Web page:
I have had Covid-19. Can I still get vaccine in France?

Studies reveal no serious adverse effects of vaccine on patients who have already had Covid-19

7 January 2021
By Thomas Brent

*update February 02

Reader question: I am 68 and I had Covid-19 back in May, 2020. Should I get vaccinated even if I have already had Covid-19?

France’s health body the Haute Autorité de Santé (HAS) published a recommendation on this matter on December 18, 2020.

It states that, “to date, the data does not indicate whether there is any benefit to vaccinate people who have already been infected with CoV-2-SARS.”

“The duration of long-term immunity conferred by Covid-19 is currently unknown. Although the actual frequency of reinfection cases is difficult to establish, the number of published cases of reinfection documented remains low for the moment (about 10).”

The authority notes, though, that there are “no particular serious adverse effects when a person who has already had Covid-19 is vaccinated”. This is based on studies carried out over a period of three months.

HAS states that anyone who has already had Covid-19 who wishes to be vaccinated can do so, following a consultation with their doctor. It is recommended that they wait for at least three months from the onset of symptoms before doing so.

The authority has also said that it is not worth testing people for Covid-19 before vaccinating them as current serology tests do not provide evidence of immunity to the virus.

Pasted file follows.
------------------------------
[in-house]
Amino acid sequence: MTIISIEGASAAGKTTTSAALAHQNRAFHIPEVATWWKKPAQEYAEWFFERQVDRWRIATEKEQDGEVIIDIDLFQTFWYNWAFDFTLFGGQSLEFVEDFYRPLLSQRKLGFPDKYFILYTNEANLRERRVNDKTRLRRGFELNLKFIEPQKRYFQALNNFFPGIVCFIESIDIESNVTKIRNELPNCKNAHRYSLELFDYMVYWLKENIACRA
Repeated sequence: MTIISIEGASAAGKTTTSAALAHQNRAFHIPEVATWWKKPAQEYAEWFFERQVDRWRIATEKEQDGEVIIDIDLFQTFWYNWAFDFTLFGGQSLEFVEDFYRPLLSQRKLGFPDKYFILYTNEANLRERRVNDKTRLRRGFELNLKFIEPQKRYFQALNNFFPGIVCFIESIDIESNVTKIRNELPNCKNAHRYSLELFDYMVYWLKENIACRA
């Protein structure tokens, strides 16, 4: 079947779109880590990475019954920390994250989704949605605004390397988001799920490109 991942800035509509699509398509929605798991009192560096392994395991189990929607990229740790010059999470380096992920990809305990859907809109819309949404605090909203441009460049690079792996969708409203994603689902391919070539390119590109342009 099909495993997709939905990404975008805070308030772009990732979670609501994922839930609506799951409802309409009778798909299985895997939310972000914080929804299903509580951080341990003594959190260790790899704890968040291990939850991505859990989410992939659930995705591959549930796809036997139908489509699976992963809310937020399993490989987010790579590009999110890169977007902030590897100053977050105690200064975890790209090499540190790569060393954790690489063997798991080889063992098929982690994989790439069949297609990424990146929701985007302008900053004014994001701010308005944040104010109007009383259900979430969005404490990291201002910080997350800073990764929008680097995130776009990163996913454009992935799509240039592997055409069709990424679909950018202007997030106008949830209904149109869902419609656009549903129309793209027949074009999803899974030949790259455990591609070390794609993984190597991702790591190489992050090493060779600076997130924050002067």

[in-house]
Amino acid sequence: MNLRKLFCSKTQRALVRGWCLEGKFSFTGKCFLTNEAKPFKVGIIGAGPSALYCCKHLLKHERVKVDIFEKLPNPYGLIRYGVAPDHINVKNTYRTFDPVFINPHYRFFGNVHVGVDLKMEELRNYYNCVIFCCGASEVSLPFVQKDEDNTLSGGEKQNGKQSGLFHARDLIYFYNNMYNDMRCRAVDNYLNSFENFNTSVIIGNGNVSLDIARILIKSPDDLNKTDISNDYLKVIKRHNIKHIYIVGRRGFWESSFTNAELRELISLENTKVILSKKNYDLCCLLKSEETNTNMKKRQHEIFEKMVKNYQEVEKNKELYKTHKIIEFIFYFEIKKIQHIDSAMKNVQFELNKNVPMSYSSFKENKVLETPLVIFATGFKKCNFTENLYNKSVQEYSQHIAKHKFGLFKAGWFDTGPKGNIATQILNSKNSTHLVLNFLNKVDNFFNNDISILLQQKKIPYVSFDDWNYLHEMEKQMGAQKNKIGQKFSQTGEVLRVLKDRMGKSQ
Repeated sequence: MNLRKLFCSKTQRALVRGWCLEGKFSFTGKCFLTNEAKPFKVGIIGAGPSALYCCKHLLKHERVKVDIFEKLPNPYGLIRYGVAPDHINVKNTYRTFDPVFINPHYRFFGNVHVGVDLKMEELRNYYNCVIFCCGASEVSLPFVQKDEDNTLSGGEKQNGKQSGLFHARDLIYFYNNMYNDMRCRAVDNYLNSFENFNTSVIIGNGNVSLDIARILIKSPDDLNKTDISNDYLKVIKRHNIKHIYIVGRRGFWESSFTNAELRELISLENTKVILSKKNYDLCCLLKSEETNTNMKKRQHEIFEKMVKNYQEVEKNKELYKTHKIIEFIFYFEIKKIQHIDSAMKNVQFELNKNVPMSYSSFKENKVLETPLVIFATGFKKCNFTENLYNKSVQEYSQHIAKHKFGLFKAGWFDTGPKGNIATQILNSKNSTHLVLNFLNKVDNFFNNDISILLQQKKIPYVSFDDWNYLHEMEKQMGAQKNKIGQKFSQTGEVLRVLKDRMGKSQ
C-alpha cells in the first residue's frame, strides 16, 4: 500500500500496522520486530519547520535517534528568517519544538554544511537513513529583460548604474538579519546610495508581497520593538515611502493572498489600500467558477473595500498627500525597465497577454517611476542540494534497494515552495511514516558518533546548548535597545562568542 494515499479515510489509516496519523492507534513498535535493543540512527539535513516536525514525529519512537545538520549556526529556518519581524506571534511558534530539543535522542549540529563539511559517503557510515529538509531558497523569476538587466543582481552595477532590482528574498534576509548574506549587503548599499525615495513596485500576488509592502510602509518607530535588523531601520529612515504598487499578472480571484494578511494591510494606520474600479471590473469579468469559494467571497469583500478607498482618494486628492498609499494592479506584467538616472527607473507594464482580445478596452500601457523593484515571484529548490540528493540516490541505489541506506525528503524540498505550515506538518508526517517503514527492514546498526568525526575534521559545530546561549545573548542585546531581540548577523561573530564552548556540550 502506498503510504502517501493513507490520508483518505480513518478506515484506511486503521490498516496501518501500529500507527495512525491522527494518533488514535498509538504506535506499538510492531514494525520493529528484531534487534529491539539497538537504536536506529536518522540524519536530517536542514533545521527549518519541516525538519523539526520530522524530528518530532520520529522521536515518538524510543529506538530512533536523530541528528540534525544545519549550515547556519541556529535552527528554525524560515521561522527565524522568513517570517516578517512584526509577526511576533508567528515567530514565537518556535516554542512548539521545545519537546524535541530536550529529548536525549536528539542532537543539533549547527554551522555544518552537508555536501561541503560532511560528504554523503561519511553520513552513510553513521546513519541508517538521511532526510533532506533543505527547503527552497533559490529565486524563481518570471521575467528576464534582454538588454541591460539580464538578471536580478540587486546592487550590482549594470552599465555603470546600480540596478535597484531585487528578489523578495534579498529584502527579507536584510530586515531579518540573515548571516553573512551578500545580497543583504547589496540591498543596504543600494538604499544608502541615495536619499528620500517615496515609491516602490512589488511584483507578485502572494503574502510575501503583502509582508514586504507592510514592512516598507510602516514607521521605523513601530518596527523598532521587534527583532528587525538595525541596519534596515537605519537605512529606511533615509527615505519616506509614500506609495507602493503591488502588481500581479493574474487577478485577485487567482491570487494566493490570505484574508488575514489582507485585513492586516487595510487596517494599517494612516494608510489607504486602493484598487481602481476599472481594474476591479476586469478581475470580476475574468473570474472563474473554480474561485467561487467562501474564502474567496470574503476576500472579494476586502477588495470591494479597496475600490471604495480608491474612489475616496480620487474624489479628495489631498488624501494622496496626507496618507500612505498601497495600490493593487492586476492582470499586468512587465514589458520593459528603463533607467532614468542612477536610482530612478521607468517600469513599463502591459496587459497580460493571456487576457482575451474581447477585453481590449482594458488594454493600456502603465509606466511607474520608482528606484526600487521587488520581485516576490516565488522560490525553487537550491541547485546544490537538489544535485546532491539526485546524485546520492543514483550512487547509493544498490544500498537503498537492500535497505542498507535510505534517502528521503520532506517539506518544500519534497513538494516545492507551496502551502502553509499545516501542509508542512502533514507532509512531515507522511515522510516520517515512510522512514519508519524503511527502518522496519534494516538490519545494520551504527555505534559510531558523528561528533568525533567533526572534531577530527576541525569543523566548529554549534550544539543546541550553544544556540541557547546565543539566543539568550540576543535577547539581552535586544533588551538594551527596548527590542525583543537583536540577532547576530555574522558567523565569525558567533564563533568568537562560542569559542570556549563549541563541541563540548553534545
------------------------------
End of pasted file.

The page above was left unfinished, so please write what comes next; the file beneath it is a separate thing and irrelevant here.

Professor Rémi Salomon, medical commission president for Paris hospital chain AP-HP, said on February 2 that he recommends that anyone who has already had Covid-19 should receive only one dose of vaccines that usually require two doses. 

He himself had Covid-19 in March 2020 and decided to get just one dose of a vaccine.

“I had a little chat with some infectious disease colleagues who advised me to do so. It's like a booster shot,” he told Franceinfo. 

He said that in France, "those who have already had Covid-19 are recommended to be injected with "a single dose".

"Given the shortage [of vaccine doses], I think it's important to be as economical as possible and that's logical".

It is usually required for people to receive two doses of the Pfizer-BioNTech, Moderna and AstraZeneca vaccines for them to have full efficiency. 

Research published by a laboratory in Toulouse has found that people who contract the Covid-19 virus naturally, for the first time, have an 85% higher immune level against the virus for at least six months afterwards, compared to people who have not had the virus.

Read more about the findings here.

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